The Hitchhiker comes with a metal central clip, but you can swap the clip out for loops or other clip options if you so choose. This holster works perfectly for IWB and AIWB. You can add a Dark wing to the holster for AIWB carry, or remove it for standard IWB carry. It’s quite thin and very comfortable for carrying a small gun in a deep concealment position.
I rock a red dot on my P365 XL, and the Hitchhiker accommodates it without argument. It’s a modern choice for modern guns.
Dark Star Gear Hitchhiker Pros and Cons
- Super Comfortable
- Easy to Access
- No light Option (C’mon, I love my TLR 7 SUB)
Dark Star Gear Hitchhiker Deals
Falco Holsters A106 Falcon Review
I’ve been using Falco holsters for a while now, and I have to say that I’m really impressed with their products. The A106 Falcon is a great holster for concealment carrying.
One of the things I like about Falco, when you goto their website you can visually see exactly what you’re getting as you fully customize your purchase. From wearing position – canted or straight on the hip, to leather color, stitching color and edge color – it’s fully customizable.
The A106 Falcon is made from high-quality materials, and it’s extremely comfortable to wear. It’s also very easy to adjust, so you can get the perfect fit for your body type. The Falco team really knows their stuff when it comes to holsters!
The A106 Falcon is the perfect option for those who are looking for a great concealment holster. It’s comfortable, well-made, and easy to adjust. I highly recommend it!
A106 Falcon Pros and Cons
- Customized by a skilled craftsmen
- Design your own holster
- Because it’s leather, you need to break-it-in
A106 Falcon Deals
Henry’s Holsters Spark Review
Henry’s Holsters is a great little company that produces an awesome line of well-made holsters, with the Spark being an awesome rig for IWB or AIWB carry. The Spark moniker comes to be because the holster accommodates a weapon light. Specifically, you can choose a Spark that fits your TLR 1, TLR 7, or Surefire X300 series. Additionally, the holster is made for Glock and FN series pistols.
The Spark takes minimalism to new levels, and a minimalist light-bearing holster is quite handy. You can utilize pull-through button loops made from Super-Flex webbing. Carriers can also use Griphook tuckable overlooks if they so choose. Additionally, these loops and hooks can be adjusted for ride height and cant to make the holster fit you and your carry method.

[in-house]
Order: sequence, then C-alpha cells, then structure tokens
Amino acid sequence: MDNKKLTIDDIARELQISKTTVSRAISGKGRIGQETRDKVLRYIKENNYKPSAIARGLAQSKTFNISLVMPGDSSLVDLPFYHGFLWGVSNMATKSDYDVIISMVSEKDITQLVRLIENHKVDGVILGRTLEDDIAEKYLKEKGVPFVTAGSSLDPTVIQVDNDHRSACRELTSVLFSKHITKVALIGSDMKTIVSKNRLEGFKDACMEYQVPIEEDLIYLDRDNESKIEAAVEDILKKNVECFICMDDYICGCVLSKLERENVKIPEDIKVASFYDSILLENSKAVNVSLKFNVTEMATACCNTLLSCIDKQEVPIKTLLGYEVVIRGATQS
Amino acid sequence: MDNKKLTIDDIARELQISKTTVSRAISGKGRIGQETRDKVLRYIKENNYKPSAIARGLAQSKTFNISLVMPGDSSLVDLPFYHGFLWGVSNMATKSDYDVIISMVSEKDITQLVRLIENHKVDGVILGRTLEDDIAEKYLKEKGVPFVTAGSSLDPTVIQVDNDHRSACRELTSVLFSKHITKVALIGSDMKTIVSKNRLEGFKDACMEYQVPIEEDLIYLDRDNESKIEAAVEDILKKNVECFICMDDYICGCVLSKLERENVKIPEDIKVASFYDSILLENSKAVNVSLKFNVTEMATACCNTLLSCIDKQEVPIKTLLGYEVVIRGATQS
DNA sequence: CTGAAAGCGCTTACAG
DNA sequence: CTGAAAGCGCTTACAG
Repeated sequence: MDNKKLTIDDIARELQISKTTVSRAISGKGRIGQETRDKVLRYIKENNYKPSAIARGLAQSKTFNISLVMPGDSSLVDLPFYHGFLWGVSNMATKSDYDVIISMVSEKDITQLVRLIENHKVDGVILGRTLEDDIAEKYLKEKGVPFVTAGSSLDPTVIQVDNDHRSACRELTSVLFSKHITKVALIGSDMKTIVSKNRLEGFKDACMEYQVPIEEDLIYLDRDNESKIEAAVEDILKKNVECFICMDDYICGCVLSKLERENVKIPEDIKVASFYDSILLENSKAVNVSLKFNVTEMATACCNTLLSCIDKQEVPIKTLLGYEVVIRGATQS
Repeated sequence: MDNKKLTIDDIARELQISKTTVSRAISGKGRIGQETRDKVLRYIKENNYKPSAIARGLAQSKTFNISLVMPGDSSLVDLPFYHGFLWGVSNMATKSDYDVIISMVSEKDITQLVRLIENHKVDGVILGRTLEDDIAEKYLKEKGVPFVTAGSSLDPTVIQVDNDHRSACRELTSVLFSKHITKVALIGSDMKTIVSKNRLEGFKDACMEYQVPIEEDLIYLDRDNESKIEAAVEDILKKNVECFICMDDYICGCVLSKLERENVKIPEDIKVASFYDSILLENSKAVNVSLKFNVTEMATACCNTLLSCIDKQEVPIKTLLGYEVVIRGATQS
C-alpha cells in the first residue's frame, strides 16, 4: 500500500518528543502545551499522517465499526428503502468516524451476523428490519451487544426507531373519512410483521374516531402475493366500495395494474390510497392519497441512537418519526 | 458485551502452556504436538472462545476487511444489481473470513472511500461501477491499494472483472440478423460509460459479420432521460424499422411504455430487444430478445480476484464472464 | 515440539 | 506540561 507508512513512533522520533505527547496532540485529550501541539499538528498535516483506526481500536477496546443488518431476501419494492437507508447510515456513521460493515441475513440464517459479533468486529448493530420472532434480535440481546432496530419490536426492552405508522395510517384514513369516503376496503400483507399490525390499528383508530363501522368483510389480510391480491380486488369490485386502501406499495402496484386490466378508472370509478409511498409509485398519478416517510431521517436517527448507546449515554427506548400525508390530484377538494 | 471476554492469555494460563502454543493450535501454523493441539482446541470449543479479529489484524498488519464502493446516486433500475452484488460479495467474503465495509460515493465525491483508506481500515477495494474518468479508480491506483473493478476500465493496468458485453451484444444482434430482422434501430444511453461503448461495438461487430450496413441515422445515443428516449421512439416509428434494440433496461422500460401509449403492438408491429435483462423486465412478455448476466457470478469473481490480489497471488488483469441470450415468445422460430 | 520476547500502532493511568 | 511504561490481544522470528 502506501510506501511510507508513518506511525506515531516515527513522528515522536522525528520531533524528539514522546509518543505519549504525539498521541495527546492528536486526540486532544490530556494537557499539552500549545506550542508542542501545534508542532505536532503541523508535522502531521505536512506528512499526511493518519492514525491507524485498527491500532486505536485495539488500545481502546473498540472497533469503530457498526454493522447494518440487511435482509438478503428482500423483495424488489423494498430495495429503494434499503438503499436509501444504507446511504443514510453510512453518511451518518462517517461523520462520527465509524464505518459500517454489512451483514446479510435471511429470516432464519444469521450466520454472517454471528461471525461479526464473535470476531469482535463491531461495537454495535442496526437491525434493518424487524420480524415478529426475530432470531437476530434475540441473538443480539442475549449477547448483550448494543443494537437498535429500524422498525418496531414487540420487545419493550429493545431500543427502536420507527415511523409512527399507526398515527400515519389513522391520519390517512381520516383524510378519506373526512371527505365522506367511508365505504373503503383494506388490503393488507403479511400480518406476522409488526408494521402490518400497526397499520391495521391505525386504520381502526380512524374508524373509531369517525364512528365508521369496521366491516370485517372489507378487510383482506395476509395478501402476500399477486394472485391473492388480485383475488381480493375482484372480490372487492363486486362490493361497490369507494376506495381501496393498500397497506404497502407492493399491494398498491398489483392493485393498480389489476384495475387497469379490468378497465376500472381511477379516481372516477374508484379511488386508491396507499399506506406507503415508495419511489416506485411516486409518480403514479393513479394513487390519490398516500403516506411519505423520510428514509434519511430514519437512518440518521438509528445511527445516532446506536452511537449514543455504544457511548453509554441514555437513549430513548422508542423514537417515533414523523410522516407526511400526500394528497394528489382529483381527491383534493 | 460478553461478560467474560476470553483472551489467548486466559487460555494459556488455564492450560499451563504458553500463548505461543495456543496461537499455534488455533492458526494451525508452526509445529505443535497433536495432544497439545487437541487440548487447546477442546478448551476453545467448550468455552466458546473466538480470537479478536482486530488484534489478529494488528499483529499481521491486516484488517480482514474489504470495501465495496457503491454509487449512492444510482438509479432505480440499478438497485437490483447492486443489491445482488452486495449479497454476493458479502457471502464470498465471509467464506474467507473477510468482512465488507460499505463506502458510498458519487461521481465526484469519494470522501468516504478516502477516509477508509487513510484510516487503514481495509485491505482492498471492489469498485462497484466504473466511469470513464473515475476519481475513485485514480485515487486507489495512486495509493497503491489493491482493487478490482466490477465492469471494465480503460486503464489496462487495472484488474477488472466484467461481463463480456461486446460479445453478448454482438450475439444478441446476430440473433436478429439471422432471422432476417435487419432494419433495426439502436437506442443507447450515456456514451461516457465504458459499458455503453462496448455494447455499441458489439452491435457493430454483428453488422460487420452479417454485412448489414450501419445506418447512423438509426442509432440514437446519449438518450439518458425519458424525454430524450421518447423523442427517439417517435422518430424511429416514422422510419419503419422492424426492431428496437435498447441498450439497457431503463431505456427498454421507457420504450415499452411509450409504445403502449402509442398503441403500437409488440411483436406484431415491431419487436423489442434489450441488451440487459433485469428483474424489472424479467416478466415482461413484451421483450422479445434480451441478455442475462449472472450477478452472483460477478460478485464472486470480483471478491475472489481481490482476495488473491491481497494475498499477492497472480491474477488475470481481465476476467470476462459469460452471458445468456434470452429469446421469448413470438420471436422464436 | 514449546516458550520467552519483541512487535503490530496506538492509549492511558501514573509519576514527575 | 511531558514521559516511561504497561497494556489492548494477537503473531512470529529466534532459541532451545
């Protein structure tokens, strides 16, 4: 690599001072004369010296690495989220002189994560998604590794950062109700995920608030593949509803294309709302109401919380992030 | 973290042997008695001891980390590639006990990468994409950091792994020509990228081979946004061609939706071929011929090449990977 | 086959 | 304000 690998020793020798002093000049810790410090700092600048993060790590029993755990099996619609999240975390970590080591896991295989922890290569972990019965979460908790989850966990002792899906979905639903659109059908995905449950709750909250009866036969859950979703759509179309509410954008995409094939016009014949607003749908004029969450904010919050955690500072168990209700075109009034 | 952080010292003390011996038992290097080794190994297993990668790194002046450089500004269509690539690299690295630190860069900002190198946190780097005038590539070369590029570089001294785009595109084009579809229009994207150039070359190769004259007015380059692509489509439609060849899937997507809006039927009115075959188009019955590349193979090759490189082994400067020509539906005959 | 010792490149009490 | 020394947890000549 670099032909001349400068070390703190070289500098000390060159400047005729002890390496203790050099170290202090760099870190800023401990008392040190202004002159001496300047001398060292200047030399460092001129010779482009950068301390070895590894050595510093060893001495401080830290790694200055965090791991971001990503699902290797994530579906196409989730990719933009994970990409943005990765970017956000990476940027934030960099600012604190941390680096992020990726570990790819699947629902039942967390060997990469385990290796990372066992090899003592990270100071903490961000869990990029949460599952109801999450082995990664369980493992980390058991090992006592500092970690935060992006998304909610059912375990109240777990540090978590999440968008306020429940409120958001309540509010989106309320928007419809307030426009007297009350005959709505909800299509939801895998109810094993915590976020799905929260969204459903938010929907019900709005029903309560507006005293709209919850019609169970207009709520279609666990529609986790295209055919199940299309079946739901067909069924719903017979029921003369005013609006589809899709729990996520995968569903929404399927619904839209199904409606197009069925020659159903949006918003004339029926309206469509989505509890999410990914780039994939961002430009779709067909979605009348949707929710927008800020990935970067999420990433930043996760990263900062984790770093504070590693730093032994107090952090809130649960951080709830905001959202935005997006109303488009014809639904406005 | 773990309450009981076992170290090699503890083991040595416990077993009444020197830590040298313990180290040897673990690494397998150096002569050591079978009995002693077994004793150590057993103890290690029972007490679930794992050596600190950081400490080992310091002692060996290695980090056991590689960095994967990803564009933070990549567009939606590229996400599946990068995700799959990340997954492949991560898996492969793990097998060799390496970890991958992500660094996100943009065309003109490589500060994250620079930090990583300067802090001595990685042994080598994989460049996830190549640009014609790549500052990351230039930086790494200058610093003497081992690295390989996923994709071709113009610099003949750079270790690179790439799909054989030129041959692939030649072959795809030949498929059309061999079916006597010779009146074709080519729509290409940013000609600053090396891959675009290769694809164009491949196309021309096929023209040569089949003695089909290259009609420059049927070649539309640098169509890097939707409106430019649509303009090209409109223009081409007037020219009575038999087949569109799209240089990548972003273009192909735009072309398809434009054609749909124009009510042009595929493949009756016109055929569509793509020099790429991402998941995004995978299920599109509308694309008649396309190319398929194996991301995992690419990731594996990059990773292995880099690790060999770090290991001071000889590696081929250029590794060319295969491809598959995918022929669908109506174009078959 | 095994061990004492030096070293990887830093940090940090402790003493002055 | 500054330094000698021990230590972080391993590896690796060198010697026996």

Henry Holsters installs what they call a Concealment Kick on the back of the holster. This pushes the muzzle tip away from the body and rotates the grip towards the user’s body. Now the gun and holster are easier to conceal and easier to draw. Outside of a light, we have an open bottom that accommodates compensators as well as micro red dots.
Henry’s Holsters Spark Pros and Cons
- Easy To Conceal
- Easy to Draw From
- Only fits a small number of guns
Henry’s Holsters Spark Deals
Galco Royal Guard
You have to be really picky when it comes to choosing a leather rig, especially for IWB carry. The Galco Royal Guard is perfect for picky people. This isn’t an AIWB rig and should be used for strong side carry. As a leather holster, it is extremely comfortable and soft against the body. The comfort leather provides is tough to beat, and it’s a big reason why people still choose leather in the age of kydex.
A big problem with leather holsters is that the holsters collapse when the gun is drawn. With the Galco Royal Guard, this isn’t an issue, and the rigid design and metal reinforced mouth prevents the holster from collapsing. As such, reholstering is extremely easy to do and very safe to do. The rough side of the leather faces outbound and helps prevent the holster from moving inside the pants.
The Royal Guard utilizes a set of belt loops that ensure security when attached. We also get a butt-forward cant for enhanced concealment and a faster draw. Drawing is also easy due to the smoothed out gun pocket that allows the gun to glide out smoothly. Finally, to round out comfort, a full-length sweat guard protects both you and the gun.
Galco Royal Guard Pros and Cons
- Extremely comfortable
- Made for Tons of Different Guns
- Does not Collapse
- Not customizable
Galco Royal Guard Deals
Best for Compacts & Full-Size Raven Concealment Eidolon
Raven Concealment Eidolon Review
Raven Concealment makes one helluva good IWB rig, but don’t ask me how to say Eidolon. The Eidolon provides you a dedicated IWB or AIWB holster for daily carry. It’s a polymer shell-based holster that holds each shell precisely to each gun. This improves retention, safety, concealment, and your ability to rapidly draw the weapon. The Raven Concealment Eidolon uses an innovative adjustable retention system that lets the user tweak the retention to their needs.
This adjustable retention can be handy because people live different lives and do different things. Someone doing manual labor might want tighter retention because they are climbing, lifting heavy things, and generally moving fast and doing hard work. That same level of retention isn’t necessary for someone in an office or driving a car for a living.
The holster comes with a set of tuckable clips that can be adjusted for ride height or cant. The holster shell allows you to attach various accessories, including wings, different belt clips or loops, and wedge for enhanced concealment. You can tailor it for AIWB or IWB carry, fit it and forget it. The Raven Concealment Eidolon is compatible with most threaded barrels, any height sights, and most mini red dot optics. I think the Eidolon is best used with a compact pistol like the Glock 19.